Frame

Bicycle frame - The great majority of today's bicycles have a frame with upright seating which looks much like the first chain-driven bike.

By design:

By frame material:

Brands and makers of unusual frames:

Suspension

Drivetrain and gearing

Power collection
Power transmission
Power modification
Power application

Steering and seating

Brakes

Wheels and tires

Tracks

Some bicycles are built for specific tracks:

Or special tracks are built specifically for bicycles:

(Also see Cycling infrastructure)

Bicycle accessories

Bicycle accessories

Bicycle tools

Bicycle tools

Standards

A number of formal and industry standards exist for bicycle components to help make spare parts exchangeable and to maintain a minimum product safety.

The International Organization for Standardization, ISO, has a special technical committee for cycles, TC149, that has the following scope: "Standardization in the field of cycles, their components and accessories with particular reference to terminology, testing methods and requirements for performance and safety, and interchangeability."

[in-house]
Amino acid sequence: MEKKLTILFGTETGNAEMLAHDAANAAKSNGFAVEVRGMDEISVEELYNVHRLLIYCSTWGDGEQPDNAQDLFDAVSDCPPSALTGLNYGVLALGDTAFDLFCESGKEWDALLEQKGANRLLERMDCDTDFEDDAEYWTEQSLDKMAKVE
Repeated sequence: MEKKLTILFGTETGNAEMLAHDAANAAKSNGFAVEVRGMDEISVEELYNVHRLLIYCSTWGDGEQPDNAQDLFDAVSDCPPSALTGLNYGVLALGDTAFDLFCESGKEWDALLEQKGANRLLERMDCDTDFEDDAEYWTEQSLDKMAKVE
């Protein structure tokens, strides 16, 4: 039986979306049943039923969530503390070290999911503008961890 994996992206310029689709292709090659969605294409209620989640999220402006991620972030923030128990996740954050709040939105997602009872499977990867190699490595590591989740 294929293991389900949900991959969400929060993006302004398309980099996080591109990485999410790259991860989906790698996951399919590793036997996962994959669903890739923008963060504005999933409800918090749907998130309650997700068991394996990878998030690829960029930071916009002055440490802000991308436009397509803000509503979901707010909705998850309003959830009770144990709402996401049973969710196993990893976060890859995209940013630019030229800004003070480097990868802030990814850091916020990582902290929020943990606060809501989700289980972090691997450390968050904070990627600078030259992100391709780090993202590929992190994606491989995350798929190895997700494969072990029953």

CEN, European Committee for Standardisation, also has a specific Technical Committee, TC333, that defines European standards for cycles. Their mandate states that EN cycle standards shall harmonize with ISO standards. Some CEN cycle standards were developed before ISO published their standards, leading to strong European influences in this area. European cycle standards tend to describe minimum safety requirements, while ISO standards have historically harmonized parts geometry. The TC149 ISO bicycle committee, including the TC149/SC1 ("Cycles and major sub-assemblies") subcommittee, has published the following standards:

  • ISO 4210 CyclesSafety requirements for bicycles
  • ISO 6692 CyclesMarking of cycle components
  • ISO 6695 CyclesPedal axle and crank assembly with square end fittingAssembly dimensions
  • ISO 6696 CyclesScrew threads used in bottom bracket assemblies
  • ISO 6697 CyclesHubs and freewheelsAssembly dimensions
  • ISO 6698 CyclesScrew threads used to assemble freewheels on bicycle hubs
  • ISO 6699 CyclesStem and handlebar bendAssembly dimensions